Apparently, it stays good for upto 2 months.

Since I did not use any chocolate and it was only coffee, this bottle of Baileys tasted very coffee-ish, and was perfect for after-dinner-drink, with some ice cubes. I also added a little more alcohol than what was in the recipe, it had a distinct musky whiskey-ish flavour too.

So when I had this alongside the original Baileys I had , they both looked and tasted similar. Very similar.

And now, am set. No more Baileys from Duty-free. :-)

However, after seeing the amount of cream and condensed milk that goes into this one, I doubt if I will drink it as often as I thought I would.

Even liquor now adheres to the law – the law which says that –

Thou shalt fall out of love with a dish the minute thou learneth to maketh it.

Update: Though I originally posted this post on Nov 26th, I got some great shots of the Liqueur only y’day. There was no way, I was going to let the pics go waste, and hence reposting with slight changes to the recipe and new pics. :)

Dec 2, 2011

Banana Blueberry Cake

By now, I guess its no secret that bananas are my favourite fruit-to-bake, right? Well… turns out they are indeed my favourite, its a pleasant surprise. I have begun treat it like a comfort bake. Anytime I want to bake something and I can’t think what , I go over to Banana. Muffin, Marble bread or cake . With chocolate chips, milk chocolate or melted chocolate. With cinnamon, vanilla, brandy or rum. I feel I’ve baked them all. And yet I go back to searching for more banana based recipes. I went through all the sites I bookmarked to find this one by The Singing Chef. I wanted to use up the blueberries I got from my US trip, and that leftover small batch of rum-soaked raisins, also the cream and condensed milk from the Bailey’s experiment were in the fridge asking to be used.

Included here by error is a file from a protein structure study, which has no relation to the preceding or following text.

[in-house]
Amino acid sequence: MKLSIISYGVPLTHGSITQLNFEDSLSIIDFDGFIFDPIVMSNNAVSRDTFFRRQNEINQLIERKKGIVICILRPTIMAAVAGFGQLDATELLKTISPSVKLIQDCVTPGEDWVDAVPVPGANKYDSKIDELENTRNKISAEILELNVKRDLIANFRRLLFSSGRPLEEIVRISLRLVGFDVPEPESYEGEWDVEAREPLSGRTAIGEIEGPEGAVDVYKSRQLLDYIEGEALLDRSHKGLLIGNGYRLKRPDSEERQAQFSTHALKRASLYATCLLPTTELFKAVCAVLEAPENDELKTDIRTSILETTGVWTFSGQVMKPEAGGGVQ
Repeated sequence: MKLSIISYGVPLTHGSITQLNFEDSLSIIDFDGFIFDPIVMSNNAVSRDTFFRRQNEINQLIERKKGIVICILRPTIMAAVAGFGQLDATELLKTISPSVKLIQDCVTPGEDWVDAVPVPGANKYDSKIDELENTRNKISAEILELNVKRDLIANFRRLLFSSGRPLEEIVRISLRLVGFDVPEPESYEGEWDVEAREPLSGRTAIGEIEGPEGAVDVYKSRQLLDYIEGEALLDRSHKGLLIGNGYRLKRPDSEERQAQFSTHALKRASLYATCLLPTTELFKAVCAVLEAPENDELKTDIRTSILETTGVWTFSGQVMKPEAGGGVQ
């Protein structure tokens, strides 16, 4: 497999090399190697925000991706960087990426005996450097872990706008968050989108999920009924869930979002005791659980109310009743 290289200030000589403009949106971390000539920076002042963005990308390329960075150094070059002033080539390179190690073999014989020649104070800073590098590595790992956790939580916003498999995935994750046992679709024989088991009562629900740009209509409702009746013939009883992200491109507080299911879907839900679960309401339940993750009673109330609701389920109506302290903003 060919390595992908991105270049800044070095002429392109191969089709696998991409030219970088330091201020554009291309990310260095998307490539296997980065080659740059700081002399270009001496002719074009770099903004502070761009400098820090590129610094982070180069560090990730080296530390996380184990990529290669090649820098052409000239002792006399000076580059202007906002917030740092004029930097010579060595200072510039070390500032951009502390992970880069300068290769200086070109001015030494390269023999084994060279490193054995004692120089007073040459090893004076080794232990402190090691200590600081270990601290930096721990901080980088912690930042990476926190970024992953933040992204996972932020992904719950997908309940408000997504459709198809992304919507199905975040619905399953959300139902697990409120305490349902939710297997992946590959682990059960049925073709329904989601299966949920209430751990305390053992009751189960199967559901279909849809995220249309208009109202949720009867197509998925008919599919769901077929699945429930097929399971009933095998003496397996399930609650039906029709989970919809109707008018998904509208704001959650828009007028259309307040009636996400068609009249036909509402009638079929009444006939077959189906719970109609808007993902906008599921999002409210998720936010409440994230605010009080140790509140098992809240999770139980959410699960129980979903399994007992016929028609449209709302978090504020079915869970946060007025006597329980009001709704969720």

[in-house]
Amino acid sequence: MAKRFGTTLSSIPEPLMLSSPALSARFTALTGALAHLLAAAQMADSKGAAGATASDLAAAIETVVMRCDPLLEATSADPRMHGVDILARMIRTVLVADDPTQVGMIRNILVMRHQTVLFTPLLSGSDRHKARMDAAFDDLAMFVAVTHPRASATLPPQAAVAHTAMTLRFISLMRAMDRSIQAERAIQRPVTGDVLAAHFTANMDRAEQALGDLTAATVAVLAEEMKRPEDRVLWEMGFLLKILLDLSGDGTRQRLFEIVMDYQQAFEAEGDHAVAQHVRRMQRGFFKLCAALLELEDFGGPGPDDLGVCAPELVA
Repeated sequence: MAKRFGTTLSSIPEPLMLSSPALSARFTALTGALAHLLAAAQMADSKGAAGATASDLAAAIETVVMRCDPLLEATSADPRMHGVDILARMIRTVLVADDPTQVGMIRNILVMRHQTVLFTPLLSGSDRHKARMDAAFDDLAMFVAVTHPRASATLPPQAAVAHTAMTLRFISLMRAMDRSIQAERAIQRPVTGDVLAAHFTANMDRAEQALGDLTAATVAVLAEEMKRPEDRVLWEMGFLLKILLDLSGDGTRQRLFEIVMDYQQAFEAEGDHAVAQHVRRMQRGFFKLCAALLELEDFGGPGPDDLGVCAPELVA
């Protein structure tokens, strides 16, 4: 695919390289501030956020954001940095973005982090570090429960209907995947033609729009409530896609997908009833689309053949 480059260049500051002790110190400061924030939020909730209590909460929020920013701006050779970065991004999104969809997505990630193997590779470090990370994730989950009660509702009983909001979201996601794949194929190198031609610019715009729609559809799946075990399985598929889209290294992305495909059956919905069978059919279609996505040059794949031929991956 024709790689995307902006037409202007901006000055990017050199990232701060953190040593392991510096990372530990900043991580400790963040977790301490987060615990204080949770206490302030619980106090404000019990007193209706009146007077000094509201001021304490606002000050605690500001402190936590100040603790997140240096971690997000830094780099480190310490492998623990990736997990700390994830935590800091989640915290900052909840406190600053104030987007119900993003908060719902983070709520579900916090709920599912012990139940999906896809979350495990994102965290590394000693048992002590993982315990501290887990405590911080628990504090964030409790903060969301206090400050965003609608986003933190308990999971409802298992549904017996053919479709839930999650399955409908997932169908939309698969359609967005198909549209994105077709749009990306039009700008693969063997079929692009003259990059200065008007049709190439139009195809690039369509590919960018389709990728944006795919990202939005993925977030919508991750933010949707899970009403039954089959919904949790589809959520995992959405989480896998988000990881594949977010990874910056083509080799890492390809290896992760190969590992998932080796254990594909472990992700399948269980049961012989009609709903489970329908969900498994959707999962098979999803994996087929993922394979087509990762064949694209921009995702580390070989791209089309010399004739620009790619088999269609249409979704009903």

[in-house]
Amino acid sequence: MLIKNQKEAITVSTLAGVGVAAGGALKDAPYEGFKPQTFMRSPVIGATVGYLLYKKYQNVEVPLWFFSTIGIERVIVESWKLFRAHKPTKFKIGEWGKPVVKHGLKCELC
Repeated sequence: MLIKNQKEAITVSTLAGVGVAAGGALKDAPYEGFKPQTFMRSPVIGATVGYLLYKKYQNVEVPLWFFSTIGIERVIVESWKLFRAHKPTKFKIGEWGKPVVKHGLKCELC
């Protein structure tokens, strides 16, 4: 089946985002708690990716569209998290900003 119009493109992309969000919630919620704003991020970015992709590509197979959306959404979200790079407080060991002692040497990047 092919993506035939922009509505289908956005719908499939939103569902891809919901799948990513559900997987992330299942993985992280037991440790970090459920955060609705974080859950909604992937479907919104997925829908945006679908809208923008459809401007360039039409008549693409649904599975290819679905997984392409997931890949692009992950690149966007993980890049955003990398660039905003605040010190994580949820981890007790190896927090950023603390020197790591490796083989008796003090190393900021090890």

And yes, it had to be eggless. So I adapted the recipe to suit the ingredients I had at hand.

So after The Great Kitchen Shopping Escapade I had at Agro Mech over the weekend, I wanted to use my new stuff. Those mini Bundt's and that one big Bundt pan, to be precise. I decided to make a Bundt cake – Banana Blueberry Bundt Cake with rum soaked raisins , it is!


Recipe CourtesyThe Singing Chef

1 3/4 cup Flour
2 tsp Baking Powder
¼ tsp Baking Soda
1 tsp Salt
3/4 cup Brown Sugar
1/4 cup Raisins (soaked overnight in dark rum)
1/4 cup Blueberries
2 Bananas (overripe), peeled and mashed
3 tbsp Milkmaid/condensed milk
1/3 cup Oil
2 tbsp Yogurt
2 tbsp thick cream

2 tbsp Rum (optional, better if it is the rum from the rum-soaked raisins)


Preheat the oven to 185C and sift the dry ingredients together.
Oil and dust the pan with flour.
Beat together the mashed bananas, cream, yogurt, condensed milk, sugar, and oil.
Pour this mixture into the dry ingredients and fold in the raisins.
Gently mix in the rum, if using.
Bake for 45-50 mins or till a skewer comes out clean.

This being my first time baking in a Bundt pan, and me not being sure how to use butter paper for a Bundt pan, I was very worried about the cake coming out clean. Surprisingly, all I had to do was cut through the edges of the pan gently with a knife, invert the pan to a plate and beat the bottom of the pan. And the cake was sitting pretty on the plate. I loved the flavours in this, the rum soaked raisins, the blueberries and the faint taste of bananas. Next time I make this, I am going to add in a few drops of Brandy flavour also. Or increase the rum content. And think of a nice topping/icing for this cake, may be rum-chocolate-based.

You can have slices of this cake for chai. You can also eat it with jam, for breakfast, may be. Or team it with the chocolate peanut butter and eat. I am going to do all of these with this cake. :-)